Shell axes 3,000 jobs and warns it may quit the forecourts
Wednesday 01 October 1997
The Anglo-Dutch oil giant gave itself two year's to restructure its network of 13,000 European filling stations. But the company warned yesterday that it could be forced to leave some markets altogether, including Britain, if its chains failed to perform.
The programme means the loss of around 15 per cent of the 19,000 strong workforce in the refining and marketing businesses, of which about 2,500 are based in the UK. Many of the jobs would be those of managers as Shell "delayered" its organisation.
Shell insisted the British job cuts were difficult to quantify, because only 850 of its 1,700 UK sites were owned by the company. Most forecourt staff, even in company-owned stations, are employed directly by the manager.
The company admitted openly for the first time yesterday that its UK chain of petrol stations was unprofitable. Garages that failed to break even after two years would be closed and sold, though the sites would not be offered to competitors.
"We are making losses...You should be constantly asking yourself whether we should be in a market," said Phil Turberville, head of European Oil Products.
The plan would slash Shell's retailing cost base in Britain by 43 per cent. Its UK operations are more expensive to run than those on the Continent, with 4.4p of each litre of petrol going on overheads, compared with 4.1p on the continent. The target is to reduce this to 2.5p a litre.
Though some stations would close, the programme aimed to increase Shell's share in all its European markets to 20 per cent, with the company taking the first or second place in each country.
The recent deal to buy 450 Gulf filling stations, which has yet to be formally signed, raised Shell's UK market share from just under 15 per cent to almost 17 per cent. But it remains in third place behind the market leader, Esso, with 18 per cent and BP-Mobil, which merged their petrol chains last year, with just over 17 per cent.
"We urgently need to get the organisation fit the the purpose. Every single piece of real estate has to perform," said Mr Turberville. The plan is doubly ambitious, because Shell's position is weakest in its biggest markets, such as France and Italy.
To achieve this growth, Shell raised the prospect of another petrol price war as the company pledged to cut its fuel prices to a figure closer to those of its main competitors. Mr Turberville explained: "Price is one dimension. Where that involves cutting then of course they'll be cut."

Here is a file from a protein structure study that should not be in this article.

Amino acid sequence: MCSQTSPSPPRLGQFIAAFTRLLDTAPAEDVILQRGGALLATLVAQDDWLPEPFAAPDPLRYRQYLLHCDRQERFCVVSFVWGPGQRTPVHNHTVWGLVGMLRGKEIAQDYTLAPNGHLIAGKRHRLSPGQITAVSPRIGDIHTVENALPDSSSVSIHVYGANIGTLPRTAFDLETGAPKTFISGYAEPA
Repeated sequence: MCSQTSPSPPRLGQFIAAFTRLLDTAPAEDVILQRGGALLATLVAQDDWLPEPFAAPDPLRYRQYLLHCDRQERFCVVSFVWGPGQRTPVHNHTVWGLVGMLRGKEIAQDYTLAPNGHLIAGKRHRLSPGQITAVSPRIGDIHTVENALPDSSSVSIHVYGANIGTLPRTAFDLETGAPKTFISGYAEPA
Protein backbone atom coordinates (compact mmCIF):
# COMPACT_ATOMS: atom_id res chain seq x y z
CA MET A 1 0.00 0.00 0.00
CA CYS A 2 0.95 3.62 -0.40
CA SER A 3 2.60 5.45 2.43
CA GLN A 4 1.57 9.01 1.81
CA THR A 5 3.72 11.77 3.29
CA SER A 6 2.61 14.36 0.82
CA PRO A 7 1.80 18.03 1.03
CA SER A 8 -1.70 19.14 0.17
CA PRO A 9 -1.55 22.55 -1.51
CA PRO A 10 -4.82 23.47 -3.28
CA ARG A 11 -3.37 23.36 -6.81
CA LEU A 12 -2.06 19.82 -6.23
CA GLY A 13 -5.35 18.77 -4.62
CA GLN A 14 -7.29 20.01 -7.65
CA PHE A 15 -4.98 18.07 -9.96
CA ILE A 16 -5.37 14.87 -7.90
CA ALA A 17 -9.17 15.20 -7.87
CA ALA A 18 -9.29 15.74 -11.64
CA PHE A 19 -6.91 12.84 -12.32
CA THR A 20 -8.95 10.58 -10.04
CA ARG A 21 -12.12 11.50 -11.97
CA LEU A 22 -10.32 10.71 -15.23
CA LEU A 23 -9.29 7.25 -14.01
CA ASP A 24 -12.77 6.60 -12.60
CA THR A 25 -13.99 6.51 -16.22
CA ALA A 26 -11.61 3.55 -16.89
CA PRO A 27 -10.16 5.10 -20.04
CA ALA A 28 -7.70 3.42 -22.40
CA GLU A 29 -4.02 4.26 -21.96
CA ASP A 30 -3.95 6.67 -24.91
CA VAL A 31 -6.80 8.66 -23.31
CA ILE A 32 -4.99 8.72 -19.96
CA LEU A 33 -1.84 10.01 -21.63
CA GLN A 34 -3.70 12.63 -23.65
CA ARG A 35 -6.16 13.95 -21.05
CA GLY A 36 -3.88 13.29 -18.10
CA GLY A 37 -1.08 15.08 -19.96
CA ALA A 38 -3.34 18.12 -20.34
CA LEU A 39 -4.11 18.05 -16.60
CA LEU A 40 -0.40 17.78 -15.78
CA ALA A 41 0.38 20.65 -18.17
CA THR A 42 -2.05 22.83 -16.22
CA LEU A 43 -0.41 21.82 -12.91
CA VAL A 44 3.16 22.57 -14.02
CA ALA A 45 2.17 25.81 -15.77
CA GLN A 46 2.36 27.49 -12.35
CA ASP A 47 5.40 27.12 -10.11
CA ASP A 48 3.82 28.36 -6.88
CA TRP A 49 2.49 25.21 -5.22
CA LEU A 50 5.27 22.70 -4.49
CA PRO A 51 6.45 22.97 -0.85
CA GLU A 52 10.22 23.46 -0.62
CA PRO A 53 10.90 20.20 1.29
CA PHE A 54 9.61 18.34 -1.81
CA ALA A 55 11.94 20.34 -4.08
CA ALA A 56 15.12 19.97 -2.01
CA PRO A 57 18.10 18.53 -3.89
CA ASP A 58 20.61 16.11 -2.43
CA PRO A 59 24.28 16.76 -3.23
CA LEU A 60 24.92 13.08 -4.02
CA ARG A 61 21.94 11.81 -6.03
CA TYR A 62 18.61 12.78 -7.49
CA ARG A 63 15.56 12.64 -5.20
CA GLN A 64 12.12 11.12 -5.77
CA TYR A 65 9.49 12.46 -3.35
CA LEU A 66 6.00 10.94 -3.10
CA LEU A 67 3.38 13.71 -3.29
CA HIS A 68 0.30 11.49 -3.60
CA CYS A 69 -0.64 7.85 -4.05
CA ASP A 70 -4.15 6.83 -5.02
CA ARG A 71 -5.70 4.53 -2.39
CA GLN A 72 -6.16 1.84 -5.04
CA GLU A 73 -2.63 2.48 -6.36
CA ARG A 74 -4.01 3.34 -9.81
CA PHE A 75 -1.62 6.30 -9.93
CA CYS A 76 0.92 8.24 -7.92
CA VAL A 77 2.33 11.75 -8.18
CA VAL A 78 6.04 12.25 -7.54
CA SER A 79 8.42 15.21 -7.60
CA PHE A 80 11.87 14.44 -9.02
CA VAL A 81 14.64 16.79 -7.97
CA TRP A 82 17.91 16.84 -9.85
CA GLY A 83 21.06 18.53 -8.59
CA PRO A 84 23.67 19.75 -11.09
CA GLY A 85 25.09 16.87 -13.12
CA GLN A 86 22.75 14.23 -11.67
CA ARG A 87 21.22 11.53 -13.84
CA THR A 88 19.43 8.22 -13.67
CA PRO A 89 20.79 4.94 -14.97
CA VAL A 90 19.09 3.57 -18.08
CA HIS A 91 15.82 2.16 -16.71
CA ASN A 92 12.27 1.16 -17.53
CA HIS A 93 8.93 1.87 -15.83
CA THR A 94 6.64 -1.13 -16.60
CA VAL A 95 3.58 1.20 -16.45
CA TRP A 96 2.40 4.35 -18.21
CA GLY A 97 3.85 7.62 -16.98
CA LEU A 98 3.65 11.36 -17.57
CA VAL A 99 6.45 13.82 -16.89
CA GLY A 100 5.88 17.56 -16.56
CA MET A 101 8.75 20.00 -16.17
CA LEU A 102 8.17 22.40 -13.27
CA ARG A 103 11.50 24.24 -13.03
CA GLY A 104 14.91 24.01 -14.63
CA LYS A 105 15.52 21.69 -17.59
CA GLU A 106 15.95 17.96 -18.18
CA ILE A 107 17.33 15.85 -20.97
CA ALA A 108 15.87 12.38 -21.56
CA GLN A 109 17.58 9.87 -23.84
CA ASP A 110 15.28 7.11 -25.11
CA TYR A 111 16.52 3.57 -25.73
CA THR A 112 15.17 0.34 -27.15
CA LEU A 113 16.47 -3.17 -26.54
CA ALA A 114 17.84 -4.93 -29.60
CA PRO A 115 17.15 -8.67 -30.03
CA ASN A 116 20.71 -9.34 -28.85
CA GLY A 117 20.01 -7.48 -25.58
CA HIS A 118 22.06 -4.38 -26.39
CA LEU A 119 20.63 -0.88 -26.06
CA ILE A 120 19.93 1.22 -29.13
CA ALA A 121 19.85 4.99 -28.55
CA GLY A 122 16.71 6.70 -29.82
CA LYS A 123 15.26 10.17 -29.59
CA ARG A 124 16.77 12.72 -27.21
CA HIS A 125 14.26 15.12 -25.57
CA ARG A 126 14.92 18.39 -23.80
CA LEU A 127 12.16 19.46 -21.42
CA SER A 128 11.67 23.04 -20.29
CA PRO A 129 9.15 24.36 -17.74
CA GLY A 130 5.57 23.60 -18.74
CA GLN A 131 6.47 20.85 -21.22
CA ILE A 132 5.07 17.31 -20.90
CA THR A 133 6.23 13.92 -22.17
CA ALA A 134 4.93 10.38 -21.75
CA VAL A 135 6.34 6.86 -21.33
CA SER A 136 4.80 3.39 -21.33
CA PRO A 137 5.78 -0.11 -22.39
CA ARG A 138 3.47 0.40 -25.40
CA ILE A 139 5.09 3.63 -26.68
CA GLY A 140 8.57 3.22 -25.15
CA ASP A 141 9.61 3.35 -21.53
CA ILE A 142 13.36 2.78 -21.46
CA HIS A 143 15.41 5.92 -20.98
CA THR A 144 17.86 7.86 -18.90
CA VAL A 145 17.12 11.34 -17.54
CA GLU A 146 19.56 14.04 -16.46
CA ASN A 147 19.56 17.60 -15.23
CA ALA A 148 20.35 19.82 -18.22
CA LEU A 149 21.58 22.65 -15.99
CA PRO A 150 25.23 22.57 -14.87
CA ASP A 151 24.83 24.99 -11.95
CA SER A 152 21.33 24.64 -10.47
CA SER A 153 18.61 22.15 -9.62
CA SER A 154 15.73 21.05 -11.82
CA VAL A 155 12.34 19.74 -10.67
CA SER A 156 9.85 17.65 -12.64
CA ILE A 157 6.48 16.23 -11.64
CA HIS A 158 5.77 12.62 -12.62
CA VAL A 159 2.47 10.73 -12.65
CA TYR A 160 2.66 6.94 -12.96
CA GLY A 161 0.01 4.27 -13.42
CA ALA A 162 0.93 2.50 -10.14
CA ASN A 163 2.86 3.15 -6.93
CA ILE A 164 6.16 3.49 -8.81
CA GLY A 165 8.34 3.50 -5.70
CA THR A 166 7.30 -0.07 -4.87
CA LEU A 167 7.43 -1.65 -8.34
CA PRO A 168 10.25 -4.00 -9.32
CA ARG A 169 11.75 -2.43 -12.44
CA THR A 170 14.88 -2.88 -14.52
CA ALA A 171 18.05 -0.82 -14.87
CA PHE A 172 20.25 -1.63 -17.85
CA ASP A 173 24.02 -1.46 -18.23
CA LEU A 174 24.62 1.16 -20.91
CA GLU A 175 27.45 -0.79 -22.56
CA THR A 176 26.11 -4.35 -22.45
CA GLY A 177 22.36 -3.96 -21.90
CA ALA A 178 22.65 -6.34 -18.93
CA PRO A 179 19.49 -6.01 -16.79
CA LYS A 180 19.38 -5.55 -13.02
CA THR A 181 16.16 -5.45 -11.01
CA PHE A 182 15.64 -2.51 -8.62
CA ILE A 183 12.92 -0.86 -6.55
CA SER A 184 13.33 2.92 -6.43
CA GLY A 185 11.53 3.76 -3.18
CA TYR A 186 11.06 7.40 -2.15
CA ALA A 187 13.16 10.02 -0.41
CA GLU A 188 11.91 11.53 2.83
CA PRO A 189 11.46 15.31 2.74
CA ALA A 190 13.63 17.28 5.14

Shell's UK market share declined after Esso launched its Price Watch campaign in 1995, which promissed to match the supermarkets on price. Esso lost some pounds 200m on the strategy, which also forced its competitors into the red. Shell yesterday predicted that the market would rationalise into just two or three oil giants battling with the supermarket chains, which account for 22 per cent of British petrol sales.
Further UK takeovers or mergers, to be unveiled "in months rather than years," were the other main plank of the strategy. "It could be through mergers, it could be swaps and it could be acquisitions. Nothing has been ruled out," said Mr Turberville.
Speculation mounted that another middle-ranking player would be bought up. Gulf, owned by Chevron of the US, succumbed to Shell after the collapse of three way merger talks with Elf of France and Murco, which trades in the UK under the Murphy brand.
Elf last night ruled itself out of a deal with Shell, insisting it had made a long term commitment to the UK. "We looked at the possibility of a sale or merger, but it just wasn't on the cards. Since then we've taken a conscious decision to build on our UK position," said a spokesman.
Oil analysts welcomed the announcement yesterday as a further step in Shell's global drive to boost its profitability. In the space of a month it has spend pounds 1.2bn taking control of a chemicals joint venture and announced the pounds 1.5bn acquisition of a Texas gas pipeline.
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